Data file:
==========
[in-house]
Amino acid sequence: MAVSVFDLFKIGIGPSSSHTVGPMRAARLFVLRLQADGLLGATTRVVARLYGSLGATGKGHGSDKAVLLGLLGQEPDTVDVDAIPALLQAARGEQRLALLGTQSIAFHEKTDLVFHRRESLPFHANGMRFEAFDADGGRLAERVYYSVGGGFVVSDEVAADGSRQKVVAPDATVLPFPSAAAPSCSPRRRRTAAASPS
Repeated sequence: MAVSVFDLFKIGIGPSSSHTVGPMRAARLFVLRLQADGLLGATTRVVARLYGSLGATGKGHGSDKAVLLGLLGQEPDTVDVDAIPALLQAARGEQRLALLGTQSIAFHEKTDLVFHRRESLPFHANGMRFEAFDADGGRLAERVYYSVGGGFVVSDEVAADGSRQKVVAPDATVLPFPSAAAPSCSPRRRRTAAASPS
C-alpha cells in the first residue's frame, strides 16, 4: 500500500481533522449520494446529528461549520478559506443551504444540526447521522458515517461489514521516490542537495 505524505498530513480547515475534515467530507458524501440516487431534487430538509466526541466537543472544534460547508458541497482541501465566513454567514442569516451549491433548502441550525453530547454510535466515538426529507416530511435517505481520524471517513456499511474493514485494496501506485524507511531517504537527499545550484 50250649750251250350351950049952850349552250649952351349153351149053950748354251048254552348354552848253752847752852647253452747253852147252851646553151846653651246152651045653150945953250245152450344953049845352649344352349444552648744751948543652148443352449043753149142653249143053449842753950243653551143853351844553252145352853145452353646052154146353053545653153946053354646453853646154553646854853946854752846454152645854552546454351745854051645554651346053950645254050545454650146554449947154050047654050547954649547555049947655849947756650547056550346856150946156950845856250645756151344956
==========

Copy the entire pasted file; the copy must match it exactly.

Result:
[in-house]
Amino acid sequence: MAVSVFDLFKIGIGPSSSHTVGPMRAARLFVLRLQADGLLGATTRVVARLYGSLGATGKGHGSDKAVLLGLLGQEPDTVDVDAIPALLQAARGEQRLALLGTQSIAFHEKTDLVFHRRESLPFHANGMRFEAFDADGGRLAERVYYSVGGGFVVSDEVAADGSRQKVVAPDATVLPFPSAAAPSCSPRRRRTAAASPS
Repeated sequence: MAVSVFDLFKIGIGPSSSHTVGPMRAARLFVLRLQADGLLGATTRVVARLYGSLGATGKGHGSDKAVLLGLLGQEPDTVDVDAIPALLQAARGEQRLALLGTQSIAFHEKTDLVFHRRESLPFHANGMRFEAFDADGGRLAERVYYSVGGGFVVSDEVAADGSRQKVVAPDATVLPFPSAAAPSCSPRRRRTAAASPS
C-alpha cells in the first residue's frame, strides 16, 4: 500500500481533522449520494446529528461549520478559506443551504444540526447521522458515517461489514521516490542537495 505524505498530513480547515475534515467530507458524501440516487431534487430538509466526541466537543472544534460547508458541497482541501465566513454567514442569516451549491433548502441550525453530547454510535466515538426529507416530511435517505481520524471517513456499511474493514485494496501506485524507511531517504537527499545550484 50250649750251250350351950049952850349552250649952351349153351149053950748354251048254552348354552848253752847752852647253452747253852147252851646553151846653651246152651045653150945953250245152450344953049845352649344352349444552648744751948543652148443352449043753149142653249143053449842753950243653551143853351844553252145352853145452353646052154146353053545653153946053354646453853646154553646854853946854752846454152645854552546454351745854051645554651346053950645254050545454650146554449947154050047654050547954649547555049947655849947756650547056550346856150946156950845856250645756151344956